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Read the Hearing Notes from DEP Secretary Nominee Hearing

Nomination Hearing for Michael Krancer for Secretary of DEP by the Senate Environmental Resources and Energy Committee
Committee Chair Mary Jo White opened the hearing and recognized the new Minority Chairman John Yudichak for comments.  Chairman Yudichak commented on the opportunity and challenges that will be consistently placed on Mr. Krancer’s desk.  He cited his responsibility to the Commonwealth’s air, water, streams and forests.
Acting Secretary Krancer began by saying that it is his job to apply the law and to listen to all sides of an issue, consider all the facts and keep an open mind. He said he has been reminded by Governor Corbett that the primary purpose of government is public safety and that he intends to ensure that as Secretary.  He also noted that policy must involve government and stakeholders.  He stressed that he intends to act in a manner that is based on sound science, protecting the public and the environment and is fair to everyone.  He also noted that economic development and environmental protection are interdependent. For his complete statement, click here.
Senator Mary Jo White cited a New York Times article that appeared over the weekend that takes DEP to task for not properly regulating the natural gas industry and asked Acting Secretary Krancer to address the assertions in the article.  He said that he disagrees very strongly with many of the assertions of the article.  He said that however; his take is there are two things to remember one is that natural gas has a great potential to be a clean, efficient energy source and also that we have to do it right in protecting the environment.  He said the article is pieces of information that everybody needs to consider and evaluate.  He did take issue with the statistics printed about personnel.  The article said the DEP has 31 inspectors and the actual number is 78.  It also said there were 125,000 wells and the universe of Marcellus wells is 2,615.  They have good personnel and all of their inspections, contrary to the article, are unannounced. Last year the number of inspections increased 100% and totaled 5,000.  On recycling we have very good numbers on the amount of recycling.  It is at least 70% and probably higher.  Some operators recycle 100%.  The trend is significantly upward overall.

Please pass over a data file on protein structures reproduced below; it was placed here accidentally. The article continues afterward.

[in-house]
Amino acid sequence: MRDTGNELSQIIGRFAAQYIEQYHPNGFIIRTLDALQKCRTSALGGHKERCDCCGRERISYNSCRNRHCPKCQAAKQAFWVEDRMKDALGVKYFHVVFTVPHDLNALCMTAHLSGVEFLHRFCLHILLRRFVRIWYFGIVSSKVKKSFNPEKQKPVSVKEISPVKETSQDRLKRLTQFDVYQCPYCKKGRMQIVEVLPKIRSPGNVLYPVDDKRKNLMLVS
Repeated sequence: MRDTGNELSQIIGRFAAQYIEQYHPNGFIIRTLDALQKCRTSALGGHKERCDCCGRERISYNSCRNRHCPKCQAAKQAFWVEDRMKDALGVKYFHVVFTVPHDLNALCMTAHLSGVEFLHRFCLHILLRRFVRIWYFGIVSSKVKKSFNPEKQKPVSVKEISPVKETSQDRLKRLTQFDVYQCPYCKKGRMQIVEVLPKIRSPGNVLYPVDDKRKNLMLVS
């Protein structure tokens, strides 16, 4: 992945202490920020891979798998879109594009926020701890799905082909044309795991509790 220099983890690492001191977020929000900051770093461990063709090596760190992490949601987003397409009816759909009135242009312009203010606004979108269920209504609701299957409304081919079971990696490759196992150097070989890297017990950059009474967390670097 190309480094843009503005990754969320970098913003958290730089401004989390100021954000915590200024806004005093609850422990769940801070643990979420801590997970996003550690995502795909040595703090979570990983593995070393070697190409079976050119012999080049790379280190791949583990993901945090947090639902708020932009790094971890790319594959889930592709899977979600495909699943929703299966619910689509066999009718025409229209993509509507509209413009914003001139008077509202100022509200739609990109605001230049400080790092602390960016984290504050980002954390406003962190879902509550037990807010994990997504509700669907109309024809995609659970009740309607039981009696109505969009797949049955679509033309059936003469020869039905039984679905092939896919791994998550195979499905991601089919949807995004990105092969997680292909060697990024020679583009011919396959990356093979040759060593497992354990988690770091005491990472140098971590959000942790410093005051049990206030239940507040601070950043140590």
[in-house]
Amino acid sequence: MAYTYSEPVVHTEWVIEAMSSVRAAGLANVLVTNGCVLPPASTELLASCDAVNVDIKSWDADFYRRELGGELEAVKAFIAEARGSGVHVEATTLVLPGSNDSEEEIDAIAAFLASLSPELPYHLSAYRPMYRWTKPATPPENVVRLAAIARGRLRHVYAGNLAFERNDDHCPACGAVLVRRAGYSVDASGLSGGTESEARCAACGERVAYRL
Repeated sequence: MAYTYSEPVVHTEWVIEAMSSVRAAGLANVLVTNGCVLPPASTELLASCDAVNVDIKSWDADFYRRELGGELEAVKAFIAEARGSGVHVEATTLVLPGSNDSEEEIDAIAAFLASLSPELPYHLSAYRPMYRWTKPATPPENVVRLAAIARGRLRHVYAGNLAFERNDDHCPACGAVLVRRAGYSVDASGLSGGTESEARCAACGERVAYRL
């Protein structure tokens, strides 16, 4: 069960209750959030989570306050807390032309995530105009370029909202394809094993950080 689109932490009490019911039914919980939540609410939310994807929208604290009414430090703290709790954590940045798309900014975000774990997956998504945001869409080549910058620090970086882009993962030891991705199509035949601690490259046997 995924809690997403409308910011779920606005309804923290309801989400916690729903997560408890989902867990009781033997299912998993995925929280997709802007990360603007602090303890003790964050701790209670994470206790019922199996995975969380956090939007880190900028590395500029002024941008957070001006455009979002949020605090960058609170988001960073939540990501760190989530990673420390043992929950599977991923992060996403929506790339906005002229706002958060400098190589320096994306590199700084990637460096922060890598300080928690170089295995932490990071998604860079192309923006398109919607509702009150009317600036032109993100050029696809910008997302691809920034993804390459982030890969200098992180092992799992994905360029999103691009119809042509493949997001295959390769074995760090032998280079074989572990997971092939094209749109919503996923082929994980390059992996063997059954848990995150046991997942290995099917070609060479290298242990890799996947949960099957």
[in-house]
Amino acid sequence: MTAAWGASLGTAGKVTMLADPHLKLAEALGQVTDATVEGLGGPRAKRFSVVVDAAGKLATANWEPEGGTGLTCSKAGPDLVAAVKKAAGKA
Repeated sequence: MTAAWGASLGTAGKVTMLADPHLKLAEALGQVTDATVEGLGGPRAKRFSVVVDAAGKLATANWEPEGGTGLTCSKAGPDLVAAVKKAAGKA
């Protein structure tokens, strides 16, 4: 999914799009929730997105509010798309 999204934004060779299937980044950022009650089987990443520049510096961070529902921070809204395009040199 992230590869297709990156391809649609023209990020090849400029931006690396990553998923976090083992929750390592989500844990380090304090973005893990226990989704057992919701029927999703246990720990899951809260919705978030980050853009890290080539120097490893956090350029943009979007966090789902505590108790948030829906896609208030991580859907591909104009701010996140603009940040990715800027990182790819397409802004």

Senator White said the article focused on NORM (Naturally Occurring Radioactive Material) and asked if there are there federal drinking water standards for radioactivity.  Nominee Krancer said there are and that the TDS standards put in place last year at the state level address the issue.  He said “we think it is safe and testing is under consideration.”
Senator White then asked about the repeal of a policy regarding state forest land.  The repeal said the policy was redundant and she asked how it was so. Krancer said the policy purported to implement policy the DEP is already responsible for.  The policy singled out an industry that is covered more broadly by the oil & gas act, Section 205(c).  He noted that the statute takes precedence over policy.  She asked if the repeal has any effect on the moratorium and he said it did not.
Senator Yudichak asked about the disposal of frac water and the NY Times article.  He said he has great concern about the disposal.  He said they were told that sewage treatment plants are not capable of disposal and if the did they would have to amend their NPDES permit.  He asked if there are any authorized to accept the Marcellus water and if the DEP would support legislation or regulation on the tracking?  Krancer said he would need to get back to the Senator in regard to facilities in his district and cited that some wastewater plants accept related material not all of which is wastewater.  He said a manifest of wastewater it is being looked at and there has been no decision at the moment on whether they will support that.  The Senator asked how the funding of the Department and other programs can be addressed.  Krancer responded that DEP has gone from 3200 to 2615 people over the past few years.  He said that oil and gas activity has resulted in increases in permit fees that are in place and they will be increased if necessary and inspectors will be added.  He noted that if the permit process can be improved that will result in a budget increase.